Reducing threat of mass killing
J.G. NASH, Of Cabbages and KingsPredictably (it's happened too many times previously), the most recent, senseless massacre (in a Connecticut grade school) precipitated a flurry of demands to further control guns, along with a rush to buy $200 bullet-proof shield inserts for children's school backpacks. That's misdirected action to treat the effects of a problem, rather than to attempt to eliminate or significantly reduce the causes of the problem in the first place.
Published: December 24, 2012
Published: December 24, 2012
Let's assume that there's a house with defective electric wiring, a plugged up chimney, candles burning next to window curtains, and open-flame space heaters in every room. The risk of fire is very high, so we add a fire escape, while proposing laws forbidding use of electricity and fire.
Wouldn't it make more sense to fix the problems with how we use those things, rather than attempt to protect ourselves against their misuse? To reduce the threat of still more massacres, such as that at the Sandy Hook school, we should be working to eliminate the cause, rather than to protect ourselves from the predictable effect. Guns are not the root cause: we are!
These columns have been pointing that out for about 20 years; now, at long last, it appears that others are beginning to see the light. The reasons why we suffer from a rash of seemingly inexplicable massacres do not include the availability of firearms: here's what they really are.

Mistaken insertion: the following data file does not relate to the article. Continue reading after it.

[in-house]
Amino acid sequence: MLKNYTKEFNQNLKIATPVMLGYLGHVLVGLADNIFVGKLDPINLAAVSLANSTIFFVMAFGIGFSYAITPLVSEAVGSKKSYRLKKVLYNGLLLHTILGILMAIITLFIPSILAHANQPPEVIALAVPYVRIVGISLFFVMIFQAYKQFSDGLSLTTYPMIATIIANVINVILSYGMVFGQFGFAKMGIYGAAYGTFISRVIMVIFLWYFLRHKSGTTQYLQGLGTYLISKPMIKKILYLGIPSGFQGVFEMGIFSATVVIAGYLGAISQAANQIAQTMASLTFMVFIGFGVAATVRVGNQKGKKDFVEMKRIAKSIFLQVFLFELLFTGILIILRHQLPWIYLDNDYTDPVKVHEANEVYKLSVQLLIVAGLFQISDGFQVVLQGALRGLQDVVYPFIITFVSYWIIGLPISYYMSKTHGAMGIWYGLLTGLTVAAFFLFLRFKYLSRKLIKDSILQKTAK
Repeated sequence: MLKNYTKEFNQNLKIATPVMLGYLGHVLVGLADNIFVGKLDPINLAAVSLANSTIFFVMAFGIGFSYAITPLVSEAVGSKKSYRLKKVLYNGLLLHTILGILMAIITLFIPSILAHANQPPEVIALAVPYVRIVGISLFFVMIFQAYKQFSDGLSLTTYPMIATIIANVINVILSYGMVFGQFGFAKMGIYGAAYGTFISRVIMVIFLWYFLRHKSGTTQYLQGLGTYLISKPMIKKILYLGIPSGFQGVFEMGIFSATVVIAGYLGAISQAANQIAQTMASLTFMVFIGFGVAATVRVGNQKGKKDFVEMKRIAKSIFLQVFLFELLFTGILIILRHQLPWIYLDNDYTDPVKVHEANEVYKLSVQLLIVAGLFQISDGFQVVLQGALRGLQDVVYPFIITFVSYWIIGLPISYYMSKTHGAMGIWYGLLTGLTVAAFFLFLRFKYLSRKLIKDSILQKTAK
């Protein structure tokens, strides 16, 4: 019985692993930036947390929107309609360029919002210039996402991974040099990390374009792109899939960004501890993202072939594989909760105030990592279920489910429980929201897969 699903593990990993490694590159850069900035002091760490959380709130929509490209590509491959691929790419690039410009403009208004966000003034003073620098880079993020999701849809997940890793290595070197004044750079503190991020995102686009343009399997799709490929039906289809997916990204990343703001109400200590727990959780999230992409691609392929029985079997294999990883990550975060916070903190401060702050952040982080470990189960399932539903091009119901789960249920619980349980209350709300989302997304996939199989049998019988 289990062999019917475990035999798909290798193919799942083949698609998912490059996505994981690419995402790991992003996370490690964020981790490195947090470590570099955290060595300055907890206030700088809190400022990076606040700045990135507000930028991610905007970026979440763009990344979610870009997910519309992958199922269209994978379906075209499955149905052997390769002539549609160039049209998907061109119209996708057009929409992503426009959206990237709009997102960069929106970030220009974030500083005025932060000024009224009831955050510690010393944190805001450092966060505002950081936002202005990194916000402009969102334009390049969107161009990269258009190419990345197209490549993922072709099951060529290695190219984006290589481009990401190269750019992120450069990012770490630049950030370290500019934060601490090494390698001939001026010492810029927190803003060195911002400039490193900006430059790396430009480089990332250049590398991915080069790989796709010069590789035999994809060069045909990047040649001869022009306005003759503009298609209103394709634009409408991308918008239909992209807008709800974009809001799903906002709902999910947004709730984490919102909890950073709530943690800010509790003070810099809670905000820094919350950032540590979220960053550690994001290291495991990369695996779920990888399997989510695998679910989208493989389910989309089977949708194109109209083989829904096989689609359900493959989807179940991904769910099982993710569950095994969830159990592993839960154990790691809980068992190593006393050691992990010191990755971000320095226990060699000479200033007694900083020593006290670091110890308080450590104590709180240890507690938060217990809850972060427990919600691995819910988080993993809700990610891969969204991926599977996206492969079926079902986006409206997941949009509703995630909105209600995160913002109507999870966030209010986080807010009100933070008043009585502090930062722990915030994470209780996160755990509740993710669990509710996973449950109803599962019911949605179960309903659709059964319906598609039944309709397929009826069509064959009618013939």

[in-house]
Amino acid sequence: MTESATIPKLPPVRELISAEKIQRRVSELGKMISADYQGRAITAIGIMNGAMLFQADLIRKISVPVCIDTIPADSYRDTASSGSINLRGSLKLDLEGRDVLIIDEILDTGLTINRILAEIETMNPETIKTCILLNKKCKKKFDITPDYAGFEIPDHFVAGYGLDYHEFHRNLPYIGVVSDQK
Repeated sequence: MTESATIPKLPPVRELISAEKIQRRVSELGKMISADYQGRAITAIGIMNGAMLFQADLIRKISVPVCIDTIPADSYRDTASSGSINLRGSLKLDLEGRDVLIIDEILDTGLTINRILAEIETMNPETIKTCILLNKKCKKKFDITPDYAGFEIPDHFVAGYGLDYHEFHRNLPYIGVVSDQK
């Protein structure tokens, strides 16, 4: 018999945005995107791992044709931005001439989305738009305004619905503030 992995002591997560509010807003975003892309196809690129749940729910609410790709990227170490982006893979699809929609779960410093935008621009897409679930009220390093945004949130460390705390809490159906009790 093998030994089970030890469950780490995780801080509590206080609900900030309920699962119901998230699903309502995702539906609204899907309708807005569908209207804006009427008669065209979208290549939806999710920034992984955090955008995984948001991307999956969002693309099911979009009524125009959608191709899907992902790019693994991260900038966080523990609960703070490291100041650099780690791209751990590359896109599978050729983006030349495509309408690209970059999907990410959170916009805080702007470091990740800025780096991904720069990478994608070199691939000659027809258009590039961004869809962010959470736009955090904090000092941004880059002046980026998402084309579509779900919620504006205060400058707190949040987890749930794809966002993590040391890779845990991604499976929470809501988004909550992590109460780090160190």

A destroyed social structure (e.g., religion, mores, customs, traditions, shame).
Failure to quickly identify and appropriately isolate potentially dangerous persons.
An entertainment industry that promotes and inspires killing, mayhem, and massacres.
News media that give front page publicity to acts of blood, gore, and murder.
Instead of treating those underlying causes, which are personally and/or commercially unacceptable to most of us, we propose making fortresses of our schools, with improved locks, armed guards, and armor in children's backpacks. That's like adding fire escapes to that house filled with fire hazards, instead of reducing the risks.
And, if we must fortify our schools, then what about other public places where massacres have taken place? Must we put bothersome and costly airport security measures in place at movie theaters and in malls? Are college students carrying concealed weapons in class an answer? Do postal workers need to go through a full-body scan to gain access to the workplace? Where does that road to nowhere end?
The answer―the only answer―is found in those five underlying causes, which we've listed above.
Trouble is: correcting those fundamental flaws, for which we're all at least somewhat responsible, is a long-term project, with particularly unpleasant personal overtones. Nevertheless we must begin now, today! If we fail to recognize the real problems, and to commit ourselves to attempting to correct them; even if all guns are outlawed, massacres will not only continue, but will indeed increase in numbers and frequency.
Of Cabbages and Kings is a syndicated column by j.g.nash. Relevant comment may be sent to him at firstname.lastname@example.org.